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Frank Lloyd Wright: Master Builder

I have zero interest in architecture but was lent this book by B B Pfeiffer after the subject of Fallingwater came up in conversation (as did the film My Architect).

After finishing this 200 page show-and-tell of 25 of Frank Lloyd Wright's significant works I still have no interest in architecture but did find that his works were fascinating. He espoused principles of design which seem to me quite logical yet were considered innovative for the time: fit in with the surroundings, make cheap materials look good, take advantage of modern materials and techniques, design for the times, design for people's needs to produce a blending of form and function. And his buildings generally look better to my eye than, say, Louis Kahn's.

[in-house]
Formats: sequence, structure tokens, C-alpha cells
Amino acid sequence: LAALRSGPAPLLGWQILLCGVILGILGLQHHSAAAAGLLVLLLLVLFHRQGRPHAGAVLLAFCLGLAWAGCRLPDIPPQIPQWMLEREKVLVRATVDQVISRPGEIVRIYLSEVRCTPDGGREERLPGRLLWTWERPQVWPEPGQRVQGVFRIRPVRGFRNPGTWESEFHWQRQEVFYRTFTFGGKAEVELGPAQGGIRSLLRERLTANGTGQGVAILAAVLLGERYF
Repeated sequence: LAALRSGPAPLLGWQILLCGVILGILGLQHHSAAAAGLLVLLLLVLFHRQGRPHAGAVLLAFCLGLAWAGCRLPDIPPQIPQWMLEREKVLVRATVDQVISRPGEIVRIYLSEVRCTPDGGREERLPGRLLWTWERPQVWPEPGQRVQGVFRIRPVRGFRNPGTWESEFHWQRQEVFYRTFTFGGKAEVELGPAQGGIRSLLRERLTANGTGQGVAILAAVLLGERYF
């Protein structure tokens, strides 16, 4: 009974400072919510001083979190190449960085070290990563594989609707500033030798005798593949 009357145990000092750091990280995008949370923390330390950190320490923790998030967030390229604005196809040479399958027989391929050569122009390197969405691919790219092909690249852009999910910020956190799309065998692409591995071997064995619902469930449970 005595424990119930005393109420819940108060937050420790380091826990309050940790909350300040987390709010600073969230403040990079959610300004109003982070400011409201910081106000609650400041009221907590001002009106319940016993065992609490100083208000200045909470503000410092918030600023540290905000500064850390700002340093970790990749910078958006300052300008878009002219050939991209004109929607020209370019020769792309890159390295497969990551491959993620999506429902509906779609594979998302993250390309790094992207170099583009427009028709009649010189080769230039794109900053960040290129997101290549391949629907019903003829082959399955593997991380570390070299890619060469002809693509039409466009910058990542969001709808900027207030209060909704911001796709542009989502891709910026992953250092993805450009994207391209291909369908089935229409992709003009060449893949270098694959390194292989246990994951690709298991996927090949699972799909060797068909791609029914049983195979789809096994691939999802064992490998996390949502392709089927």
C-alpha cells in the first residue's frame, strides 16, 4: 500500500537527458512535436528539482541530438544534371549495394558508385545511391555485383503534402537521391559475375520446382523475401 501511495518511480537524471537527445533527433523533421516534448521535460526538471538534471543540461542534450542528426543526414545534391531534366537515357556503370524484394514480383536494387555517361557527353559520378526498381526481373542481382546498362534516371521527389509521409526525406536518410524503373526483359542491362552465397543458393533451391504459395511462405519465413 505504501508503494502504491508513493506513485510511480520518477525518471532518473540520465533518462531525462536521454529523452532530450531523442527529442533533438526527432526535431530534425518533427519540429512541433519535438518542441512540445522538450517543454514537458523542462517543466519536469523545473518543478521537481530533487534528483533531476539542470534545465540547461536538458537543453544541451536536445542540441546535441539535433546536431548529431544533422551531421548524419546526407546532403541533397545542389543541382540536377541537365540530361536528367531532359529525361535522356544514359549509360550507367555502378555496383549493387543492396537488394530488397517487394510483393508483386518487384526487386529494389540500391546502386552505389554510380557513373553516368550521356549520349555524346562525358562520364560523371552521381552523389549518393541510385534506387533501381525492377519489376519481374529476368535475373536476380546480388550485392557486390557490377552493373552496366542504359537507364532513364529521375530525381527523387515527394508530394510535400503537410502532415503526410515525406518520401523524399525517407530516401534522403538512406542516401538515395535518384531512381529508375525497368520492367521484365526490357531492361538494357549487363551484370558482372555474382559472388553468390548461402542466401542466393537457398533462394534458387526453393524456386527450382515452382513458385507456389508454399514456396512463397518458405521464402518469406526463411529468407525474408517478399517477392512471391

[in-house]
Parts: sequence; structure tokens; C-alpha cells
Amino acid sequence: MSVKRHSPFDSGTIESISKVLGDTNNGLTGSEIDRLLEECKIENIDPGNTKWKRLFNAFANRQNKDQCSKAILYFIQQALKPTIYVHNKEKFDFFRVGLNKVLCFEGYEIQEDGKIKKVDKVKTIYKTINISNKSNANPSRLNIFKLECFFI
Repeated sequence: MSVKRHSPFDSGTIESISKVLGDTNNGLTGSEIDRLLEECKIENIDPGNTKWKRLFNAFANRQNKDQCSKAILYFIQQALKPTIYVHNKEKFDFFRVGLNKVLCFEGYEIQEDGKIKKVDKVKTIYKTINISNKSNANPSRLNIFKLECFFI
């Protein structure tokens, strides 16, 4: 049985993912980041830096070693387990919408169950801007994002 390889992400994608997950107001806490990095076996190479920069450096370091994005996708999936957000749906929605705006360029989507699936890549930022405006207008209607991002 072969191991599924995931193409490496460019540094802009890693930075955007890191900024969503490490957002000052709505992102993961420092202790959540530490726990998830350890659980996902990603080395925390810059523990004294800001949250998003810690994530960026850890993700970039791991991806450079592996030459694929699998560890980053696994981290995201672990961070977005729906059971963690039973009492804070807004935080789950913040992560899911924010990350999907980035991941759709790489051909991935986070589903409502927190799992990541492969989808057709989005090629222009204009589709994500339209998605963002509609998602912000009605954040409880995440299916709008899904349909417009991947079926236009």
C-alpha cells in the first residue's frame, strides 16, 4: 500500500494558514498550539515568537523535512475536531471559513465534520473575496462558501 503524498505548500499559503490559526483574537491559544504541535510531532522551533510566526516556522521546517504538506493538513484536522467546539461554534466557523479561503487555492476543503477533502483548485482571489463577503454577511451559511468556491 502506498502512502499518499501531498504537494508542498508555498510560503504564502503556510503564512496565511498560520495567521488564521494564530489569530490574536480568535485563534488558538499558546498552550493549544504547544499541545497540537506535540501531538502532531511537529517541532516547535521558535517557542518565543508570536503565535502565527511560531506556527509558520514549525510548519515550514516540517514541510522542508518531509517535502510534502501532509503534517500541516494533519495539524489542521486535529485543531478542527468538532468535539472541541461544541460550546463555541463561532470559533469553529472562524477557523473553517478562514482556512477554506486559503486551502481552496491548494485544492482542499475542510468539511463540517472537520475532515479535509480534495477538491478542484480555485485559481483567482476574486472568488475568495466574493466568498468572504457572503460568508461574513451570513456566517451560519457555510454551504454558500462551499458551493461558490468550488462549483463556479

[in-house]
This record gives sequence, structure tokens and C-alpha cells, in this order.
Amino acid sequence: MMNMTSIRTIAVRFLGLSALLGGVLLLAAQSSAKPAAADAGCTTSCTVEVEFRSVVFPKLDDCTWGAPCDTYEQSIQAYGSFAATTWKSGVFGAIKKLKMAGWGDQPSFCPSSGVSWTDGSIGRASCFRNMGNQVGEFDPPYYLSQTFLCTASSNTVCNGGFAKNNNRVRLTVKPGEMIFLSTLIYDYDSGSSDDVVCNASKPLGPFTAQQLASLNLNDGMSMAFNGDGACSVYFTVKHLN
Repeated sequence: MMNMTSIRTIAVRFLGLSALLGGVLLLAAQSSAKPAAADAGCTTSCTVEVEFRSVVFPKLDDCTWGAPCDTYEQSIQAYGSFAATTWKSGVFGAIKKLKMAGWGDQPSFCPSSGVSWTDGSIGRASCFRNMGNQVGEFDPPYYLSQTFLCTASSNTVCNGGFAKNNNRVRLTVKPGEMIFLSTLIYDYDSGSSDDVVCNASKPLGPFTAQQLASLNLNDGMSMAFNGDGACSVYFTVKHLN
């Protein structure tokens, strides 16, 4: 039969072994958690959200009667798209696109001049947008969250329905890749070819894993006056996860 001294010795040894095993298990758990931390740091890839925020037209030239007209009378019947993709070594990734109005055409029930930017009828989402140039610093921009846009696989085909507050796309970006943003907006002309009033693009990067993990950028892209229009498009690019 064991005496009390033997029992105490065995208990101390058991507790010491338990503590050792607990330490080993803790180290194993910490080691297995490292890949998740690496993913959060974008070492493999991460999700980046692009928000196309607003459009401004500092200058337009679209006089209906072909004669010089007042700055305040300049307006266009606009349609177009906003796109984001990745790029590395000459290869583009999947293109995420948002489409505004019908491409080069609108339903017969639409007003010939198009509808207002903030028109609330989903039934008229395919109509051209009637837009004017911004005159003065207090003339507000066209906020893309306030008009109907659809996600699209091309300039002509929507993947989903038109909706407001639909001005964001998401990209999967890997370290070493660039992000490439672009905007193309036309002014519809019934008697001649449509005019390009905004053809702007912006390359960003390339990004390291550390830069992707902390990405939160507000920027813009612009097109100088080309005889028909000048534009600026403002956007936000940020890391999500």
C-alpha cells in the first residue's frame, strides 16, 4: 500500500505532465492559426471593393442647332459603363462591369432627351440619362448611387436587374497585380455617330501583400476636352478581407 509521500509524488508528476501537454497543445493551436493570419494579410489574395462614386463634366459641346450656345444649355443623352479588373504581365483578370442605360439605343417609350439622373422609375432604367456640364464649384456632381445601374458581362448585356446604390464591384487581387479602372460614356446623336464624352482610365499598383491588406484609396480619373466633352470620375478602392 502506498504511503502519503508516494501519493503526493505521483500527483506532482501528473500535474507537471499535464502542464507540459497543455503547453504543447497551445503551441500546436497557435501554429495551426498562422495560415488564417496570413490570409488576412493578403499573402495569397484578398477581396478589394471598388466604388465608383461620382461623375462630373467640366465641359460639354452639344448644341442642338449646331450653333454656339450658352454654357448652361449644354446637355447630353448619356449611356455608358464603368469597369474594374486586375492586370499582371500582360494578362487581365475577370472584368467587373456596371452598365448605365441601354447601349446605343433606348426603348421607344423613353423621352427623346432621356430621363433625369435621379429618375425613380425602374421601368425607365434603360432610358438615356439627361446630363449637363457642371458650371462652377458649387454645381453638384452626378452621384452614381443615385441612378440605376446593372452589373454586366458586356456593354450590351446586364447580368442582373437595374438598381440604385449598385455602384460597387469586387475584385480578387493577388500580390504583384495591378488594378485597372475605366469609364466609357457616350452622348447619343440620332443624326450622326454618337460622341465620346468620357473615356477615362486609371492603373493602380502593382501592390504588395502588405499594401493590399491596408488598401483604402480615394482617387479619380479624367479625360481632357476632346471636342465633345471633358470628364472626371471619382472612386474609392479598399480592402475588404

Interesting also that he considered himself a "residential architect" first and commercial architect second. In those rare instances when I do think about what makes for great architecture it's always the public buildings that come to mind, not the private homes - the Guggenheim Museums, not the Fallingwaters. Yet Wright saw architecture as a means of serving society starting with the most basic unit - the home - and wore this appelation as a badge of honour.

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This page contains a single entry from the blog posted on June 8, 2005 11:49 PM.

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